Features of the healthiest homes

Today’s homeowners are becoming increasingly concerned with the environmental fitness of their homes.  Knowing what features contribute to the creation and maintenance of a healthy house will help you improve your home’s value over time by upgrading its ecological rating.


If you are building a new home or remodeling your current residence, use nontoxic materials whenever possible.  Homes built before 1970s may contain lead-based paint and asbestos insulation, serious health hazards that must be removed and replaced by professionals.  Choose carpet, backing and adhesive that do not contain chemicals.  An abundance of dual-paned, low-E windows will refresh the interior with natural air circulation and reduce mold by providing plenty of natural light.


th sidence, use nontoxic materials whenever possible.  Check for lead-bThe healthiest homes include heating systems that do not circulate dust and other particulates – a side effect of forced-air heat.  New homes with radiant-heat concrete floors, wall-mounted radiators and/or a sealed combustion fireplace are in high demand with health-conscious homebuyers.  If your home already contains a forced-air heating system, change the HEPA filter four to six times a year, and have the ducts professionally cleaned every two years.

              Healthy homes are more attractive to buyers.


According to a recent article in Forbes magazine, “outdoor living” has taken a whole new meaning in the luxury home sector. With the cost of travel and security concerns on the rise, people have been choosing to stay at home more and are spending their vacation budget on creating a home away from home….at home!

             What used to be a place for the occasional grill and beer get-together, the backyard is turning into a mini resort outfitted with state of the art kitchens, plasma screen TVs, Japanese infinity spas, waterfall showers, and even outdoor bedrooms.

               Last year homeowners spent almost $300 billion dollars in home improvements and Harvard’s Center for Housing Studies predicts that improvement spending will increase by 45% over the next 10 years. While much of that money has gone to standard kitchen and bathroom upgrades, some has been spent on outdoor fireplaces, $20,000 four person hammocks, designer tree houses and pergola covered living rooms.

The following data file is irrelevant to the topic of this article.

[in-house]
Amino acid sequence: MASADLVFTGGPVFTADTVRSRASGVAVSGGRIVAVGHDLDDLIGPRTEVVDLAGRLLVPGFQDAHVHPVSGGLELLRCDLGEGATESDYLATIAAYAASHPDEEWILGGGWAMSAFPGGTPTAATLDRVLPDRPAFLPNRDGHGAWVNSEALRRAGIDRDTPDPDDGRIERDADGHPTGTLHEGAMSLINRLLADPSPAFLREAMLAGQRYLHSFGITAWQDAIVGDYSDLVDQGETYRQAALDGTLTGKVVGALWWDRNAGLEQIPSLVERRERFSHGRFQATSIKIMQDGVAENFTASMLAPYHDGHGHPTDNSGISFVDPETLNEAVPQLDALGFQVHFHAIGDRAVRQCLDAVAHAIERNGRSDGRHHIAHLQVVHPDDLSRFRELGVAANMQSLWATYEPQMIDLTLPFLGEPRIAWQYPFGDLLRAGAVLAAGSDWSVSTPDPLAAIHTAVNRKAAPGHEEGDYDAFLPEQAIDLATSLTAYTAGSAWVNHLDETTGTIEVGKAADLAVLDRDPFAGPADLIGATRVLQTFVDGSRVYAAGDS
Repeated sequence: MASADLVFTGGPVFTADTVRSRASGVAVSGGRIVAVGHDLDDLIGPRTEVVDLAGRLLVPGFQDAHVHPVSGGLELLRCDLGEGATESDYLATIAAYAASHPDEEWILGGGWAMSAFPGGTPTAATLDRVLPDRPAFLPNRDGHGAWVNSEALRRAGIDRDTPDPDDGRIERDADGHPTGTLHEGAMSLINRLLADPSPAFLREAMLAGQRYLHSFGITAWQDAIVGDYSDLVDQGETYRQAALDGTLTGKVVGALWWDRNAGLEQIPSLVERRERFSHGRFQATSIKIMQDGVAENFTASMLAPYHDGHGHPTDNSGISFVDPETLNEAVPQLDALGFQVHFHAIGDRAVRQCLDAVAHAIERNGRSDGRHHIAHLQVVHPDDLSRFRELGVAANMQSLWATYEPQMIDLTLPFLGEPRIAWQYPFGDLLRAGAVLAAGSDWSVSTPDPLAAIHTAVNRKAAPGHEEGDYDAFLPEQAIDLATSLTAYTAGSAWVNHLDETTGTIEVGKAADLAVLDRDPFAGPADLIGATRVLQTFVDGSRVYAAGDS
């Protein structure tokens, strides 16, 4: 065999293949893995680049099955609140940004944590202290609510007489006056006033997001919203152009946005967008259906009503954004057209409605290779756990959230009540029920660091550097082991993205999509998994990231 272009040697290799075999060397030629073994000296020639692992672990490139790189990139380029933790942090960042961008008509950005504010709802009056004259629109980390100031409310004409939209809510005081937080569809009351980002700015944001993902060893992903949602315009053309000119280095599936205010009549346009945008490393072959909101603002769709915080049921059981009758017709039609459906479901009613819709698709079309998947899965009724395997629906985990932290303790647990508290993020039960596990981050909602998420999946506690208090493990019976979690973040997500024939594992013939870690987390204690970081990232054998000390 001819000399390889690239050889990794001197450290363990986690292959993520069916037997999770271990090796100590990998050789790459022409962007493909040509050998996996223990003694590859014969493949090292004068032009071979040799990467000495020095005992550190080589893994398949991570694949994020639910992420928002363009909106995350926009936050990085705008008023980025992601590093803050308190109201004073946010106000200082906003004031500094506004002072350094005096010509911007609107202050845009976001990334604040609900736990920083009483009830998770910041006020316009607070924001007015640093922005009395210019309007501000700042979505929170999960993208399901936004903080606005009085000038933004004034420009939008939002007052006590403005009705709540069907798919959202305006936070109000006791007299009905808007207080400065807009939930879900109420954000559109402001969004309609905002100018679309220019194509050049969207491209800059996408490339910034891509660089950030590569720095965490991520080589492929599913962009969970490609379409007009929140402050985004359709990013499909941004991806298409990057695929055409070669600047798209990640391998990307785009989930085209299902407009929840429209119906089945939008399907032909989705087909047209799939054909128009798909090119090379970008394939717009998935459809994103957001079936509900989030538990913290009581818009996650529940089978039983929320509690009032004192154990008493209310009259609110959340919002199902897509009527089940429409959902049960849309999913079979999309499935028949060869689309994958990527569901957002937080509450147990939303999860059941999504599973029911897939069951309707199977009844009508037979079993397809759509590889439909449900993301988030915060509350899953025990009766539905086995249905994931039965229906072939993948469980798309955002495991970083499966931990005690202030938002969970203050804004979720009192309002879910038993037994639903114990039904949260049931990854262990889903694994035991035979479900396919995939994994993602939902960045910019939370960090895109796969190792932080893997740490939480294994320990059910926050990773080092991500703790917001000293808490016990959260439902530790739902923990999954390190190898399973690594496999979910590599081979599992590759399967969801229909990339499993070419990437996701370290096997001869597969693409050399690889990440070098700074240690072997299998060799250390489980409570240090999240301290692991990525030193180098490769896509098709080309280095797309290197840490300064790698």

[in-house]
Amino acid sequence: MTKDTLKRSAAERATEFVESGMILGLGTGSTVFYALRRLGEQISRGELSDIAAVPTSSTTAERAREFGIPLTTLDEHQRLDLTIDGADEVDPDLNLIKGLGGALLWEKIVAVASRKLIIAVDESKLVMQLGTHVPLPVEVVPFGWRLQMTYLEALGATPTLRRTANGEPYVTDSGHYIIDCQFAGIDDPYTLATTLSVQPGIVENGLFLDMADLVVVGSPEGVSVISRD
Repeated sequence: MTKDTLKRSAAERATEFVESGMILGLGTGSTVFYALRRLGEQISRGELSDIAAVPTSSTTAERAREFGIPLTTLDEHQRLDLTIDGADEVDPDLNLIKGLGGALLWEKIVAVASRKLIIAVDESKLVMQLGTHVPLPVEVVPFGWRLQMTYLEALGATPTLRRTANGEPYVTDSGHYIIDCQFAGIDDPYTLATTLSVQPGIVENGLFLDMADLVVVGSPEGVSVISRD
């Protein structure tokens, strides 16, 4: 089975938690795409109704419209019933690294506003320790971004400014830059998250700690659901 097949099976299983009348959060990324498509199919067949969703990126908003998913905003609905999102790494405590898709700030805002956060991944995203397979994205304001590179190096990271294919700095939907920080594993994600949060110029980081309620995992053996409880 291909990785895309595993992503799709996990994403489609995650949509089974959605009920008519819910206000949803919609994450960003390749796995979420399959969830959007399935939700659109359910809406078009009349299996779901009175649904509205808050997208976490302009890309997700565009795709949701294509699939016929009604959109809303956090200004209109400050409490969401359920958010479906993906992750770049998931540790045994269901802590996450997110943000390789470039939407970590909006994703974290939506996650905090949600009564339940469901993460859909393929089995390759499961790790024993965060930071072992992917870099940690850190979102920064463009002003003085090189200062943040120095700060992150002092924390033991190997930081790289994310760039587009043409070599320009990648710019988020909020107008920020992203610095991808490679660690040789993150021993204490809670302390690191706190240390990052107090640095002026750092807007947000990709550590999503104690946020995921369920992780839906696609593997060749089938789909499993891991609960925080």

Forget all the hassle with luggage, jet lag and those tiresome details that accompany planning a vacation. Create a vacation spot in your backyard and you can step out your door into your own little piece of paradise and enjoy it any day of the week!   

Good News in the Face of Mortgage Problems

Every day we hear about mortgage banking organizations closing and certain mortgage products being eliminated.  Stocks of many surviving lenders are low, and it is common to find shares in the industry that have lost 90 percent of their value in the past few weeks and months, according to a report from the National Association of Mortgage Brokers.

This economic downturn is mostly the result of the relaxed credit activity of subprime lenders over the last six years. The interest rates on these subprime loans are now adjusting to higher rates, making them unaffordable to many investors and homeowners, and causing delinquent mortgage payments and home foreclosures. Borrowers with good credit, however, are having no difficulty in making their mortgage payments, and new mortgages are available to them today just as they were a year ago.  Fannie/Freddie/FHA/and VA mortgages are fully available, underwriting is unchanged, and funding for closing as reliable as ever. In fact, mortgage applications are increasing, according to a recent report from the Mortgage Bankers Association.  Subprime loans are still available, but they are more difficult to find and their rates and terms have toughened up.

The rising inventories of unsold homes are benefiting today’s home buyers.  They have more homes to choose from and mortgage financing with historic low rates is still available for buyers with good credit histories.  Sellers are also becoming more realistic in the pricing of their property, and more open to negotiations.